Her response is the main action of the play, and provides its dramatic climax. I won’t give that away, but I did think the confrontation with future-despair was undermined by the way she comes across as increasingly deranged, by pregnancy hormones as it might be, by earlier emotional abuse, or perhaps by some other mental instability. And when she does appear briefly in an (imaginary) future it is a deliberate fantasy, perhaps because a realistically rendered future which followed on from the present as depicted would be too much.

The overall result, despite these reservations, is intense, involving, and thought-provoking. I was left feeling, though, that although the piece has epic ambitions it still works on too small a canvas, historically and geographically. It says something about the mood of a rather restricted set of people in London, at a particular time. But it leaves unexamined how that might compare with other times and places facing great uncertainty. That is a shame as it is terribly long, and has quite a few superfluous scenes (and songs) as it stands, so could have cut them and left space to open out in other ways. It would be a hard job, and need someone supremely talented, to do better, but I hope someone is inspired to try.

Future – a Recent History (continued…)

January 29, 2010

Having started out exploring recent futures here publicly, as it were, a tad embarrassing to discover that I missed a book published in the middle of last year – Future, A Recent History, by Laurence Samuel (University of Texas Press) –  especially as Adam Gordon reviewed it thoughtfully on his blog when it came out.

If I’d known, I’d have got someone to ask me to review it as well, but too late now. It looks pretty good, being an examination of changing notions of the future in the USA in the 20th century, and what the changes mean/helped bring about.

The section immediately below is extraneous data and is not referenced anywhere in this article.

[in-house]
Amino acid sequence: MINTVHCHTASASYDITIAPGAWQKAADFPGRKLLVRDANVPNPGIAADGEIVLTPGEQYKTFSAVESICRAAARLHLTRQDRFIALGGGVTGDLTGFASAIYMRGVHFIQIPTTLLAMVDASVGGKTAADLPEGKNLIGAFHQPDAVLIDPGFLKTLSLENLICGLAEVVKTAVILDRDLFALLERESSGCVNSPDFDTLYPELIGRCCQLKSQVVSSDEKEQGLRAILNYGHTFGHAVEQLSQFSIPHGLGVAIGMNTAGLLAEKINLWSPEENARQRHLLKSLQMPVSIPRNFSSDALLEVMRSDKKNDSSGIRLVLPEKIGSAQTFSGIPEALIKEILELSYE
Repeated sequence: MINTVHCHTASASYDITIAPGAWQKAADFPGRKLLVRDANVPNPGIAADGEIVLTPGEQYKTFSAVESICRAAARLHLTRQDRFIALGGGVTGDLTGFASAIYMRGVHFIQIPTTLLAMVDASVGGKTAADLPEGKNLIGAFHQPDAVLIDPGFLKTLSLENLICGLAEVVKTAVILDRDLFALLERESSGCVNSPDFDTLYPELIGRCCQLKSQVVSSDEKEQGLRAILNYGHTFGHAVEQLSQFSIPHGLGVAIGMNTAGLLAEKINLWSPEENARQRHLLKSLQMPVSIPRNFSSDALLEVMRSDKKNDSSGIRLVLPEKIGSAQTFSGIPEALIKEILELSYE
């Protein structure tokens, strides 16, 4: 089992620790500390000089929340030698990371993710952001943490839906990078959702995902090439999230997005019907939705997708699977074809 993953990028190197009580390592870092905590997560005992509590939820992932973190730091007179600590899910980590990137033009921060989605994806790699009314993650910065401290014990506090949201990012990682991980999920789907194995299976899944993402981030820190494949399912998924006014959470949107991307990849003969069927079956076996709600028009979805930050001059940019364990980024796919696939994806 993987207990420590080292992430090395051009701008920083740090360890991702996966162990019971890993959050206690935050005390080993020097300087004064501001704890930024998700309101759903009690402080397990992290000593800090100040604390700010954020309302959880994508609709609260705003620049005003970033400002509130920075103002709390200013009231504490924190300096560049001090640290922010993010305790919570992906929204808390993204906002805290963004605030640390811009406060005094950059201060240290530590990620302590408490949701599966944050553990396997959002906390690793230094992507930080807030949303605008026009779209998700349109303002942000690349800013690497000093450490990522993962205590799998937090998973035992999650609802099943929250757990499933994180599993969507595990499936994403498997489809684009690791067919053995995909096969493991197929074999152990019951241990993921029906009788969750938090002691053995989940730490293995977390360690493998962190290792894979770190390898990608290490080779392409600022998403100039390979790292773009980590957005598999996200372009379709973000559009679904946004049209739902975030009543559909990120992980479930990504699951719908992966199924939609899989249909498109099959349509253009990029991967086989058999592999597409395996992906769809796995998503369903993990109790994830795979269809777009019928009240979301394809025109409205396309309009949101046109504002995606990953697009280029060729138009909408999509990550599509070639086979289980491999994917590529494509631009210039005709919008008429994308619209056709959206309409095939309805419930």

So, job done? Not sure yet. Will have to read properly and consider. But first must finish David Gelernter’s 1939 – The Lost World of the Fair – a rather brilliant reconstruction-cum-cultural history of the New York fair of that year and the cultural milieu in which it sat. He and Samuel – who has also written at book length about a later World’s Fair – confirm the impression that they are crucial sites for investigating all this. There’s also quite a literature on them, though I doubt if much of it is as readable as our astonishing computer science guru-cum-cultural critic Gelernter. His book has what I realise is a characteristically idiosyncratic (and not, I think, ultimately persuasive) interpretation of the significance of his Fair, its era, and the impossibility of recapturing the spirit in which it was viewed at the time. I need to say more about that, too, but must find time to finish the book before commenting further – a recommended procedure for critics, I gather.

Thoughts of progress past

December 21, 2009

Now the main text of the book is complete (yay), I may do smaller posts here more often – and some larger ones, too.

For now, I just reviewed David Knight’s nice new book on 19th Century science, The Making of Modern Science (Polity) – forthcoming in Times Higher Ed – and among many other things this 1802 quote from Humphrey Davy caught my eye:

“We do not look to distant ages, or amuse ourselves with brilliant, though delusive daydreams concerning the infinite improveability of man, the annihilation of labour, disease and even death. But we reason by analogy from simple facts. We consider only a state of human progression arising out of its present condition. We look for a time that we may reasonably expect, for a bright day of which we already behold the dawn.”

It is a nice combination of the chemist’s faith in material progress, without any of the much higher register rhetoric Davy sometimes used except at the very end, with sober British caution about the ultimate prospect.

Seems to me a striking contrast with current attitudes, which sometimes seem divided between those who no longer believe in “a state of human progression arising out of the present condition” and another, smaller, lot who really do believe in abolishing labour, disease, and even death. I’m still trying to find a comfortable place to stand in the middle ground here.